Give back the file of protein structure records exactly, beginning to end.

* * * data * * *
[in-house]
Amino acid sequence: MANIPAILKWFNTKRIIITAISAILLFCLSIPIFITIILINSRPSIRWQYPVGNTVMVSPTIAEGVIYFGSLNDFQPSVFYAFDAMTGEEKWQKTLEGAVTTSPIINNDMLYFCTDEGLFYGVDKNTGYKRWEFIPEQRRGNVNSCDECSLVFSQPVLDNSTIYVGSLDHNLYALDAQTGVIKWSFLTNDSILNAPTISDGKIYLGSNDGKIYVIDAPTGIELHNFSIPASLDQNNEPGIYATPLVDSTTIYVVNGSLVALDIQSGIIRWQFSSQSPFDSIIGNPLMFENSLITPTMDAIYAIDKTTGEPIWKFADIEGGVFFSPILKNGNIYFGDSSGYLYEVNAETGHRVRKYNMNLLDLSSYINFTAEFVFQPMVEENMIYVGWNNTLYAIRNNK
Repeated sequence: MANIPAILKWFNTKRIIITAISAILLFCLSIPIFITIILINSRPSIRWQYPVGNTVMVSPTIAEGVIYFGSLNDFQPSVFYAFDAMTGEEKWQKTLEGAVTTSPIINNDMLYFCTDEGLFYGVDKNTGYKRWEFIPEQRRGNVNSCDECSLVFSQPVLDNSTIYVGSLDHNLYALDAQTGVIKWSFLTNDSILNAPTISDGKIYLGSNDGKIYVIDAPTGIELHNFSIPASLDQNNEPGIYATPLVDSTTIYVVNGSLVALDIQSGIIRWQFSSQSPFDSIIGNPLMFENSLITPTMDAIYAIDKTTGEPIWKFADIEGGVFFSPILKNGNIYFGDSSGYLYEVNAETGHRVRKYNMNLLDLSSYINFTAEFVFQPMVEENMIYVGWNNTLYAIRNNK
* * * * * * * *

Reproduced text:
[in-house]
Amino acid sequence: MANIPAILKWFNTKRIIITAISAILLFCLSIPIFITIILINSRPSIRWQYPVGNTVMVSPTIAEGVIYFGSLNDFQPSVFYAFDAMTGEEKWQKTLEGAVTTSPIINNDMLYFCTDEGLFYGVDKNTGYKRWEFIPEQRRGNVNSCDECSLVFSQPVLDNSTIYVGSLDHNLYALDAQTGVIKWSFLTNDSILNAPTISDGKIYLGSNDGKIYVIDAPTGIELHNFSIPASLDQNNEPGIYATPLVDSTTIYVVNGSLVALDIQSGIIRWQFSSQSPFDSIIGNPLMFENSLITPTMDAIYAIDKTTGEPIWKFADIEGGVFFSPILKNGNIYFGDSSGYLYEVNAETGHRVRKYNMNLLDLSSYINFTAEFVFQPMVEENMIYVGWNNTLYAIRNNK
Repeated sequence: MANIPAILKWFNTKRIIITAISAILLFCLSIPIFITIILINSRPSIRWQYPVGNTVMVSPTIAEGVIYFGSLNDFQPSVFYAFDAMTGEEKWQKTLEGAVTTSPIINNDMLYFCTDEGLFYGVDKNTGYKRWEFIPEQRRGNVNSCDECSLVFSQPVLDNSTIYVGSLDHNLYALDAQTGVIKWSFLTNDSILNAPTISDGKIYLGSNDGKIYVIDAPTGIELHNFSIPASLDQNNEPGIYATPLVDSTTIYVVNGSLVALDIQSGIIRWQFSSQSPFDSIIGNPLMFENSLITPTMDAIYAIDKTTGEPIWKFADIEGGVFFSPILKNGNIYFGDSSGYLYEVNAETGHRVRKYNMNLLDLSSYINFTAEFVFQPMVEENMIYVGWNNTLYAIRNNK